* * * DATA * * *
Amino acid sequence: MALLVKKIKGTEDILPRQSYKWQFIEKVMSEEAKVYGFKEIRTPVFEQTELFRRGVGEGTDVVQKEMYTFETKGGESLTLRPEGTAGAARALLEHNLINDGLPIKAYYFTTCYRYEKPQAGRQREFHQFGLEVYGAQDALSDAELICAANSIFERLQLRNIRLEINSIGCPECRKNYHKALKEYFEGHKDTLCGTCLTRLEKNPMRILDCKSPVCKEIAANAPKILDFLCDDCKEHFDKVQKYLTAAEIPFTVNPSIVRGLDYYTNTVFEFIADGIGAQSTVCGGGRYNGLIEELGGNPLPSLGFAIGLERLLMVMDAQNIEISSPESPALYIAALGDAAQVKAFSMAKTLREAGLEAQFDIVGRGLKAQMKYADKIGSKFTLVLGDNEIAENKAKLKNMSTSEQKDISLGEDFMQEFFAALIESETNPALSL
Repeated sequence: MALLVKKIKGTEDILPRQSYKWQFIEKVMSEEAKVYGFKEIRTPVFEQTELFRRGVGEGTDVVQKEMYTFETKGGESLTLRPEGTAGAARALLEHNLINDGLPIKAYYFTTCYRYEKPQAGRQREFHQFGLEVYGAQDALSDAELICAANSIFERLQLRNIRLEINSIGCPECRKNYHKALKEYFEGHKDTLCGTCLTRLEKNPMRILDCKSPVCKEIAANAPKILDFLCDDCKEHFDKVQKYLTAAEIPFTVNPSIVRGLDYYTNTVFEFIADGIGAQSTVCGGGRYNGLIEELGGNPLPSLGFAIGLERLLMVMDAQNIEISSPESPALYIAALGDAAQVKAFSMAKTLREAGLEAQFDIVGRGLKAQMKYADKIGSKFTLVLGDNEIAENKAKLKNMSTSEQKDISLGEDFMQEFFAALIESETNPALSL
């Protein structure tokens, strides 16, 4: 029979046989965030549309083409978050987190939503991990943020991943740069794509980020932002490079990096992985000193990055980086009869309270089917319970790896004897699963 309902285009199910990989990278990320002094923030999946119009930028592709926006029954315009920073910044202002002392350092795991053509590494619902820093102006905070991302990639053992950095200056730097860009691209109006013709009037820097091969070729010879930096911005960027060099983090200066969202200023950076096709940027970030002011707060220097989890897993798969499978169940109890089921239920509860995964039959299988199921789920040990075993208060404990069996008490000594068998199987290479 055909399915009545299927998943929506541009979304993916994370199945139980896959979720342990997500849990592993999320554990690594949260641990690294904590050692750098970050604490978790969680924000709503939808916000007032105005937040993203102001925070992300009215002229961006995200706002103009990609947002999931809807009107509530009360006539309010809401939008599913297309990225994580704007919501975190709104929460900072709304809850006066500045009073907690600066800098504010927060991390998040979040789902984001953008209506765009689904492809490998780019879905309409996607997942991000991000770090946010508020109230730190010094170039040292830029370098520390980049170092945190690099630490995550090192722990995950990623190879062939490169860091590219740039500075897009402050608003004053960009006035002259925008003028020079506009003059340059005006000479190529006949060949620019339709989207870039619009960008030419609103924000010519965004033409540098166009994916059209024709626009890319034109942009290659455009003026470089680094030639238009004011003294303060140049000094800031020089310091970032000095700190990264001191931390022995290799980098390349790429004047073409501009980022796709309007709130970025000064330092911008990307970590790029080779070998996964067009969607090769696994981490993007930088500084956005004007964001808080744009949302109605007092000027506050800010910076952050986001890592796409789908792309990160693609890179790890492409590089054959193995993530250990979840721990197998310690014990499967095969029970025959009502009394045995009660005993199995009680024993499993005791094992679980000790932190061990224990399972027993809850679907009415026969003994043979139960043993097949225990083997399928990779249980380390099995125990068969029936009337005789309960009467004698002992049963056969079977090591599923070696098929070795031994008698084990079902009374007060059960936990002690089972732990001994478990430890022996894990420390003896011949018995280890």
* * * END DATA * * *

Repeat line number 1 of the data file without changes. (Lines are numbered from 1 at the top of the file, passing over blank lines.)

Amino acid sequence: MALLVKKIKGTEDILPRQSYKWQFIEKVMSEEAKVYGFKEIRTPVFEQTELFRRGVGEGTDVVQKEMYTFETKGGESLTLRPEGTAGAARALLEHNLINDGLPIKAYYFTTCYRYEKPQAGRQREFHQFGLEVYGAQDALSDAELICAANSIFERLQLRNIRLEINSIGCPECRKNYHKALKEYFEGHKDTLCGTCLTRLEKNPMRILDCKSPVCKEIAANAPKILDFLCDDCKEHFDKVQKYLTAAEIPFTVNPSIVRGLDYYTNTVFEFIADGIGAQSTVCGGGRYNGLIEELGGNPLPSLGFAIGLERLLMVMDAQNIEISSPESPALYIAALGDAAQVKAFSMAKTLREAGLEAQFDIVGRGLKAQMKYADKIGSKFTLVLGDNEIAENKAKLKNMSTSEQKDISLGEDFMQEFFAALIESETNPALSL